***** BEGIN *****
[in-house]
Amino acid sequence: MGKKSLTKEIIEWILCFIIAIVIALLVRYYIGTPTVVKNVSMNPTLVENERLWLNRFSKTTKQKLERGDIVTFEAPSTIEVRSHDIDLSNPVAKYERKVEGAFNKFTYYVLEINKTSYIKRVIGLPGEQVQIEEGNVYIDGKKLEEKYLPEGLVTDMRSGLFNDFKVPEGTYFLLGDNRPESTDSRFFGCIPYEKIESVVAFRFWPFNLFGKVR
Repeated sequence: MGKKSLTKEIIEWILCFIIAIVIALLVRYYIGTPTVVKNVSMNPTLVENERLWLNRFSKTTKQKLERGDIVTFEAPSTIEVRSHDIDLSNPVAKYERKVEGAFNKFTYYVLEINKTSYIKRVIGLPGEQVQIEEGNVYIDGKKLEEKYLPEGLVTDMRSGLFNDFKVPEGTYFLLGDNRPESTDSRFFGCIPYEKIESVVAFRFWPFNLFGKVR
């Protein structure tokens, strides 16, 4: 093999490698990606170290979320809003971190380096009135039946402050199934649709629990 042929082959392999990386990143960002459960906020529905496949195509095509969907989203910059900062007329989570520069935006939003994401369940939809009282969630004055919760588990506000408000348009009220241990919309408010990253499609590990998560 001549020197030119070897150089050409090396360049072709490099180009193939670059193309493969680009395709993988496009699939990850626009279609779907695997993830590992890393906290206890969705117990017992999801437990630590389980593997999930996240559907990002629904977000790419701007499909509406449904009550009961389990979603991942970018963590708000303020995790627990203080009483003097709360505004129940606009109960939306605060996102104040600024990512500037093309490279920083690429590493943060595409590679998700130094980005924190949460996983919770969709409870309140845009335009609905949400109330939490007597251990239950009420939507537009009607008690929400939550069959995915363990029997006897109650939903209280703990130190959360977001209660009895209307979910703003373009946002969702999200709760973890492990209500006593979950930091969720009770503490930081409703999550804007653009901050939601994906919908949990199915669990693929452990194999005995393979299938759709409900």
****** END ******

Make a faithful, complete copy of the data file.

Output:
[in-house]
Amino acid sequence: MGKKSLTKEIIEWILCFIIAIVIALLVRYYIGTPTVVKNVSMNPTLVENERLWLNRFSKTTKQKLERGDIVTFEAPSTIEVRSHDIDLSNPVAKYERKVEGAFNKFTYYVLEINKTSYIKRVIGLPGEQVQIEEGNVYIDGKKLEEKYLPEGLVTDMRSGLFNDFKVPEGTYFLLGDNRPESTDSRFFGCIPYEKIESVVAFRFWPFNLFGKVR
Repeated sequence: MGKKSLTKEIIEWILCFIIAIVIALLVRYYIGTPTVVKNVSMNPTLVENERLWLNRFSKTTKQKLERGDIVTFEAPSTIEVRSHDIDLSNPVAKYERKVEGAFNKFTYYVLEINKTSYIKRVIGLPGEQVQIEEGNVYIDGKKLEEKYLPEGLVTDMRSGLFNDFKVPEGTYFLLGDNRPESTDSRFFGCIPYEKIESVVAFRFWPFNLFGKVR
């Protein structure tokens, strides 16, 4: 093999490698990606170290979320809003971190380096009135039946402050199934649709629990 042929082959392999990386990143960002459960906020529905496949195509095509969907989203910059900062007329989570520069935006939003994401369940939809009282969630004055919760588990506000408000348009009220241990919309408010990253499609590990998560 001549020197030119070897150089050409090396360049072709490099180009193939670059193309493969680009395709993988496009699939990850626009279609779907695997993830590992890393906290206890969705117990017992999801437990630590389980593997999930996240559907990002629904977000790419701007499909509406449904009550009961389990979603991942970018963590708000303020995790627990203080009483003097709360505004129940606009109960939306605060996102104040600024990512500037093309490279920083690429590493943060595409590679998700130094980005924190949460996983919770969709409870309140845009335009609905949400109330939490007597251990239950009420939507537009009607008690929400939550069959995915363990029997006897109650939903209280703990130190959360977001209660009895209307979910703003373009946002969702999200709760973890492990209500006593979950930091969720009770503490930081409703999550804007653009901050939601994906919908949990199915669990693929452990194999005995393979299938759709409900």